EMILY HILL tests the world's first e-makeover range from L'Oreal
Digital make-up because you’re virtually worth it: EMILY HILL tests the world’s first e-makeover range from L’Oreal
- L’Oreal’s digital line insists you can use the ‘virtual’ make-up on video calls
- Brand advertises that its Signature Faces collection provides ten different looks
- It works using augmented reality tech that layers make-up looks on to real world
Virtual life, I’d say, has not been all that fun to date. Having been held hostage in my flat for several months due to the virus, I emerged, blinking into the light, and will now be living with my parents in rural Norfolk until restrictions lift.
Zoom calls, FaceTime dates and Skype catch-ups with everyone else I love will hopefully feel less lonely if I’m not so sick of my own face.
So I was excited to learn that L’Oreal has launched the world’s first ever digital make-up line. Its bold premise is you can use this ‘virtual’ make-up on video calls, showcasing looks that can only be achieved through technology. I could revolutionise my tired aesthetic and project a new vision of myself to the world — I just had to get to grips with the tech.
Emily Hill (pictured) tests the world’s first e-makeover range from L’Oreal that works using augmented reality tech that layers make-up looks on to real world
On its website, the brand advertises that its Signature Faces collection provides ten different looks on video calling platforms, Snapchat and Instagram, co-created by its global make-up director Val Garland, the star of BBC show Glow Up who has worked with everyone from Kate Moss to Lady Gaga. She joined forces with creative agency Virtue and 3D artists Ariel Lu and Sylvain Gaussens.
On Instagram, these digital looks are easy to apply. You simply follow the brand’s account @lorealparis and tap on its filter icon. (It looks like a smiley face with two little stars.)
A model magically appears wearing ‘pearl capsule’, which makes glowing beads appear where her eyeliner would be, ‘glossy plump lips’ which gives her smile an iridescent gleam, and ‘fire match’ which gives her eyeshadow in the sort of outré hues last seen on air hostesses prior to the collapse of the Berlin Wall.
But don’t just watch the model showcasing them, you can then do the same for free thanks to the ‘Try It’ function. Beads, gloss or shade is applied to your face on screen and you can turn your head this way and that, fluttering your eyelashes, popping your lips, the ‘make-up’ staying with you whatever you do. (You can go through exactly the same process on video messaging service SnapChat or by downloading its laptop app SnapCamera.)
The brand advertises that its Signature Faces collection provides ten different looks on video calling platforms, Snapchat and Instagram
It works using AR (augmented reality) tech, which basically means technology that layers virtual objects (the make-up looks) on to the real world (you). To participate, all you need do is grant L’Oreal access to your camera via whatever platform you are using to adopt it — be that on the Signature Faces L’Oreal page online, Instagram or Snapchat.
This isn’t the first time make-up brands have allowed you to try on make-up virtually. Mac, Maybelline and Bobbi Brown are favourites of mine, in terms of seeing if an existing product shade suits.
What’s different with L’Oreal’s Signature Faces is that the looks are only virtual — so you’re essentially having fun in ways you’ll never actually experience in real life.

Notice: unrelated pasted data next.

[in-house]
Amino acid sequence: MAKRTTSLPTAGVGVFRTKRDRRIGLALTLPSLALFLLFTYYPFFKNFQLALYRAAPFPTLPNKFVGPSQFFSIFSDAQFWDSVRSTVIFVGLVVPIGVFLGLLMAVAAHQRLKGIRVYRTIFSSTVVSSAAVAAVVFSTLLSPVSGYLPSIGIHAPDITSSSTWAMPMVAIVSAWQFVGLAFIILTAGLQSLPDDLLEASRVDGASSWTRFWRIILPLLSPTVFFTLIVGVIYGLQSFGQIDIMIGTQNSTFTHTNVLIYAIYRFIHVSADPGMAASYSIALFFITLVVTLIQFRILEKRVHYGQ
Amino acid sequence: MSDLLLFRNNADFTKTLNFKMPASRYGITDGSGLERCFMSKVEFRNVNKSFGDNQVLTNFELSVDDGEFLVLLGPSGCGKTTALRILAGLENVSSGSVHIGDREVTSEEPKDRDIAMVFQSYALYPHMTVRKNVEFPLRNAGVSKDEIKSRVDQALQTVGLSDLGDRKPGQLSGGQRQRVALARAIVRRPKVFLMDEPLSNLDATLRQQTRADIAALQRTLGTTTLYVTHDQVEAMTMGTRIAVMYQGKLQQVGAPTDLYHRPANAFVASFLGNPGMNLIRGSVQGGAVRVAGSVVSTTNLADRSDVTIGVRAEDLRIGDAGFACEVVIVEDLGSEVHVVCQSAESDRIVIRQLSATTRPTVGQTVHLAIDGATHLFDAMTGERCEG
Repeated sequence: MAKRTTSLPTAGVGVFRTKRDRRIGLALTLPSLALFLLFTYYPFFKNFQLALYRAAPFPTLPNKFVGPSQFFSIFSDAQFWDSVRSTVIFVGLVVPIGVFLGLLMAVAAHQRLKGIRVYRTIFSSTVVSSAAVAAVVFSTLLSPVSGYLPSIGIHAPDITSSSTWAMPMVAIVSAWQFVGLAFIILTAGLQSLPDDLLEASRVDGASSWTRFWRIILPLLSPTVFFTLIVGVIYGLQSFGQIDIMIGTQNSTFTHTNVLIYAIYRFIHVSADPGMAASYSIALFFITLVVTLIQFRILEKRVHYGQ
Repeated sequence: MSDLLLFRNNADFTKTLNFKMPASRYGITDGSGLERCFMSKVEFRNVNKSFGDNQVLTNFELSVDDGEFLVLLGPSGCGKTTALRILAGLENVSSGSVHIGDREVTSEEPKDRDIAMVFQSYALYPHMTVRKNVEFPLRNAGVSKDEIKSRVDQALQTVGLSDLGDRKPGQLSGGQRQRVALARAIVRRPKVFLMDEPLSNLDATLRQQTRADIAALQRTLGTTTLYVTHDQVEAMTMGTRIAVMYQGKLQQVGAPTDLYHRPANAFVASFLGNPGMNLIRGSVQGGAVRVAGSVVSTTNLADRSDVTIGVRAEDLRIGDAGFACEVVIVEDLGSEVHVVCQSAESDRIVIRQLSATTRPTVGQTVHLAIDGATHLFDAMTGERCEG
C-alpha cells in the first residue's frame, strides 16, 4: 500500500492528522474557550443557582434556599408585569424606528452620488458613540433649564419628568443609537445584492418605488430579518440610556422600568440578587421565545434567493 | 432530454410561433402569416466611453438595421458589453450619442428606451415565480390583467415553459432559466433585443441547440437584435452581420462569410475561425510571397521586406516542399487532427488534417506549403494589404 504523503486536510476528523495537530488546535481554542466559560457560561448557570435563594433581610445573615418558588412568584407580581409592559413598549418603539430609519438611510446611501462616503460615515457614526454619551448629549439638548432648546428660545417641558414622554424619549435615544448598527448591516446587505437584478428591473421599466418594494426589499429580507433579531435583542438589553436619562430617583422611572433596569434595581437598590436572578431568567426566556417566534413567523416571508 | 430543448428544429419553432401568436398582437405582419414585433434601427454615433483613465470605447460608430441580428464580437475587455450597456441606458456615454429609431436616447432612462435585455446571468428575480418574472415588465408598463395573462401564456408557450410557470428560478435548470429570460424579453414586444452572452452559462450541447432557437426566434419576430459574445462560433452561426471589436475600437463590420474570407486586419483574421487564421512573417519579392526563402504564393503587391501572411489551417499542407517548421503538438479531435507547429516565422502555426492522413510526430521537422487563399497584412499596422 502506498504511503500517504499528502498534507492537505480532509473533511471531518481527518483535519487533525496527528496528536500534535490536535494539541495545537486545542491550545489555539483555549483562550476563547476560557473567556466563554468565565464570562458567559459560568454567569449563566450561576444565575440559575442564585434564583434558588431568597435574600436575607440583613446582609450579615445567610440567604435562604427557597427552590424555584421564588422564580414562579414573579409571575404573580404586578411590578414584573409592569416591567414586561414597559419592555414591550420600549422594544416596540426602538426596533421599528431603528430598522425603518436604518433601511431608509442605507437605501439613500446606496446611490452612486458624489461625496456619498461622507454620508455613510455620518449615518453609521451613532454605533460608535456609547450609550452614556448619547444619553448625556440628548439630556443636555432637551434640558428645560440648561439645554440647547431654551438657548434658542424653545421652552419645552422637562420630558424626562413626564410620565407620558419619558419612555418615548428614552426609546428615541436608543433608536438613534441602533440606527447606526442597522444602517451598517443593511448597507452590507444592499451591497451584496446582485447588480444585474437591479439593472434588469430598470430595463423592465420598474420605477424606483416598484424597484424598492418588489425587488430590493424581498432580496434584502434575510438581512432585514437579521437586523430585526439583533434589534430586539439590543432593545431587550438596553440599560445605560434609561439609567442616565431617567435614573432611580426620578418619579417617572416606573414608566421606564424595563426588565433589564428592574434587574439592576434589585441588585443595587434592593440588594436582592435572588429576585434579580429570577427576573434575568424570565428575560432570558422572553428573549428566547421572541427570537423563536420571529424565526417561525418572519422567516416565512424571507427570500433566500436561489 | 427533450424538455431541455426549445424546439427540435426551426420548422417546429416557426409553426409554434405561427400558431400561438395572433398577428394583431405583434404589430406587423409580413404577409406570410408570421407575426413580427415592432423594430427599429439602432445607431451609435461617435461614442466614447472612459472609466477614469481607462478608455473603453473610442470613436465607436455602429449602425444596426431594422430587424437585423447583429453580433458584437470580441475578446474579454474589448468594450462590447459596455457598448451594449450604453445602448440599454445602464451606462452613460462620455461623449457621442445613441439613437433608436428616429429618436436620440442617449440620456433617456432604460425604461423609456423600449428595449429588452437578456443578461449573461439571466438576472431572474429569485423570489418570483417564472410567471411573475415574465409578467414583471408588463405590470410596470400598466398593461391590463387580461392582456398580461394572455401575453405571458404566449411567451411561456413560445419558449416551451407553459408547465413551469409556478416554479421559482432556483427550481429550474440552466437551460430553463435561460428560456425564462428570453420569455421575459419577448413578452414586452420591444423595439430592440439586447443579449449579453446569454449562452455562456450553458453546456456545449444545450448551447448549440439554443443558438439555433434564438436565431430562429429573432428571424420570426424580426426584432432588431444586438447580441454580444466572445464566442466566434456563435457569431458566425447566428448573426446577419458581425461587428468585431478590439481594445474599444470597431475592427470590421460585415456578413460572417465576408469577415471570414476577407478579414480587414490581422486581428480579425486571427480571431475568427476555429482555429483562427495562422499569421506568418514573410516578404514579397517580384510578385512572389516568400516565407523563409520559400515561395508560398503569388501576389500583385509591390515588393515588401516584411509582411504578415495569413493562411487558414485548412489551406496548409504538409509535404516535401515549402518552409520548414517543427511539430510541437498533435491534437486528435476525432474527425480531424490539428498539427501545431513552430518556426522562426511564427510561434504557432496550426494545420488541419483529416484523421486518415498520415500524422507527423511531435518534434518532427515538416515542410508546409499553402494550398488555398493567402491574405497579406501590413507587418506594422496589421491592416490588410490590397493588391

My favourite ‘product’ is called ‘Fire Match 2’, which gives me the most amazing eyelashes. Now I know what I’d look like with a drag queen’s skill and daring — and I love it!
Then there are the different digital lip offerings, including ‘glossy plump lips’, which gives me a shiny trout pout that glimmers as I turn my head side to side. ‘Rouge Signature’ turns my surroundings pink, as well as my lips a very fetching shade of red.
Which left me very excited to use this on a video date. On Google’s video calling app, Google Duo, it says there is a filter to apply the blue-eyed air hostess look — I can’t for the life of me find it. But after multiple agonised phone calls to people who aren’t as technologically inept as me, I finally discovered that it’s very simple.
You invite your friends to a video call (they have to download Google Duo, too). While you are waiting for them to arrive, you click on the circle at the bottom of the screen with three dots. ‘Effects’ (not filters) pops up with a little face. Click on that and lots of little circles appear below. You swipe with your finger until you see the L’Oreal logo and a pair of lips.
It turns out you can’t apply the blue eyeshadow, but you can apply magic lipstick and, trust me, it does radical things to your face. The shade shimmers as you smile, catching the light as if your lips are now made out of scarlet lamé.
I phone my hottest male friend to test it out. ‘My God! What have you done to yourself?’ he says in what I think is a great reaction, before he spoils it by adding: ‘You look like a hooker.’
There’s no doubt, though, that this is revolutionary. Take the digital product you can apply to your hair. L’Oreal’s product dyes my hair turquoise and, if I liked that, I could buy an actual product called Colorista Semi-Permanent colour for £5.99 at Boots. I won’t, because I now know that blue hair would be a catastrophic mistake for me.
L’Oreal revolutionised beauty in 1973 with the slogan ‘I don’t mind spending more for L’Oreal. Because I’m worth it’. Now it’s offering us all playful, futuristic visions of ourselves — for free.
Soon enough, I hope, it will create a digital product that makes me as beautiful as Eva Longoria. In the meantime, I now have the most fabulous lips and eyelashes — at the mere click of a button.
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